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Feature: Ken Worley at Duane Reed Gallery

The Lay Land of the

By Bryan A. Hollerbach | Images courtesy of Duane Reed Gallery

One of the metro area’s classiest galleries displays a small but intriguing selection of landscapes by a longtime local artist.

The Duane Reed Gallery in St. Louis’ Central West End neighborhood is welcoming a new exhibition featuring St. Louisan Ken Worley.

The free, untitled exhibition opens Friday, Feb. 21, and runs till April 4. It includes two other artists: Lesley Richmond, who hails from Vancouver in British Columbia, Canada, and Matt Mitros, who teaches at Southern Illinois University Carbondale. “I’ve known him for about 30 years now, and outside of being such a great artist, he is also a wonderful and kind human being,” the gallery’s namesake says of Worley.

Reed continues by providing background on the works by Worley that grace the tripartite exhibition. “I would say that from day one, I was attracted to his stately confidence,” he remarks. “The work is highly identifiable and has the ability to show off his experience, as well as instantly triggering pleasant memories and emotions in the viewer. Ken’s work is consistent and strong.”

The gallery’s website provides insights into the artist’s creative process, stating that Worley “uses oil pastels to make sketches and then mills his own oil sticks in the studio for painting. Through a process of layering and scratching into the surface, he arrives at his final image. In many ways, this tactile approach to his work is so essential to the reading of his work.”

In an artist statement, Worley himself expands on the process. “I explore the possibilities of the landscape by using a small group of sites at Rockwoods Reservation, a state park near Eureka … ,” he notes. “From the site, I will do a series of approximately 6-inch crayon drawings whose scale allows me to play with the composition. The shapes and masses become increasingly simplified, and their color becomes more complex in both subtlety and vividness. The crayon drawings are a rehearsal for the later oil stick paintings. … ” Worley created all but one of the canvases in the current exhibition during the past decade; they range in year of creation from 2006 to 2014. In size, meanwhile, they range from 20 inches in diameter (Rockwoods 12 and Rockwoods 14) to 36 by 42 inches (Rockwoods IV-17). Given the titular similarity of that trio of canvases and the other three works (Rockwoods II.8, Rockwoods I.16 and Rockwoods VII-19), the gallery’s website expands on Worley’s artist statement. “For the past 30 years, eco-landscape has been Ken Worley’s subject of choice, depicting a still and simplified nature, where every tree looks like a tear and every hill Mother Earth’s anxious breast,” the website notes. “His goal is to record through his paintings the feel of his favorite small patch of nature rather than its literal appearance, in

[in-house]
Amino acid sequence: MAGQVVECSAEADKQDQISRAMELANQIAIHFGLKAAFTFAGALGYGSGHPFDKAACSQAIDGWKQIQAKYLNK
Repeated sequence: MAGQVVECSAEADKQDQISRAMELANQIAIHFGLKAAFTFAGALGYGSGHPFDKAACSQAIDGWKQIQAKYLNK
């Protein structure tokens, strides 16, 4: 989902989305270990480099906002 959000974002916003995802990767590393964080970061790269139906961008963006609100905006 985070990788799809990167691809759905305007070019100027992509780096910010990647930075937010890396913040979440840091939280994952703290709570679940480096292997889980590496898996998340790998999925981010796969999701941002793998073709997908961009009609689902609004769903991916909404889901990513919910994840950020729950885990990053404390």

a subtle way that brings the viewer’s attention to the difference.” The website continues by quoting Worley: “Landscapes are sensory things. They are always changing. One has no control over a landscape. And there’s a mystery to them. Viewing a landscape is like looking at chaos and discovering order by making some sense of it. There’s so much adventure in there, so many possibilities.”

From inspiration to execution, Worley’s landscapes, though certainly representational, have undergone a pleasant simplification, a degree of abstraction; the (mostly) conifers and hillocks they depict exhibit a formal cleanliness having rather less to do with botany than with geometry. Also, the use of oil sticks – oil and pigment blended with wax and molded or oil paint in stick form made with linseed or safflower oil – gentles the landscapes’ collective palette without devolving to a pastel disagreeability.

“Worley depicts a world surreally free of both men and their structures,” the gallery’s website adds. “‘I’m painting light, but not entirely with an Impressionist’s preoccupation,’ he describes. ‘I enjoy the works of Vermeer, de Chirico and Balthus, not so much for the figures in their work, but because of the glassy stillness of the “air” in their paintings, the sense of suspended drama.’”

(Worley there references the 17th-century Dutchman Johannes Vermeer, the 19th/20th-century Italian Giorgio de Chirico and the mostly 20th-century Frenchman Balthasar Klossowski de Rola.) The website further quotes the artist in a reference to the 19th/20th-century American who, notably, painted the 1942 oilon-canvas Nighthawks and, intriguingly, a famed 20th/21st-century Swedish filmmaker: “Perhaps the tradition I work in is close to Edward Hopper or Ingmar Bergman in the sense that my landscapes are actually ‘sets’ or ‘settings’ in which some human activity will occur or has just occurred.”

That quotation, in particular, seems germane, in that a considerable serenity infuses Worley’s works, making this new exhibition a go-to event for local visual art devotees.

Duane Reed Gallery, 4729 McPherson Ave., St. Louis, 314-361-4100, duanereedgallery.com

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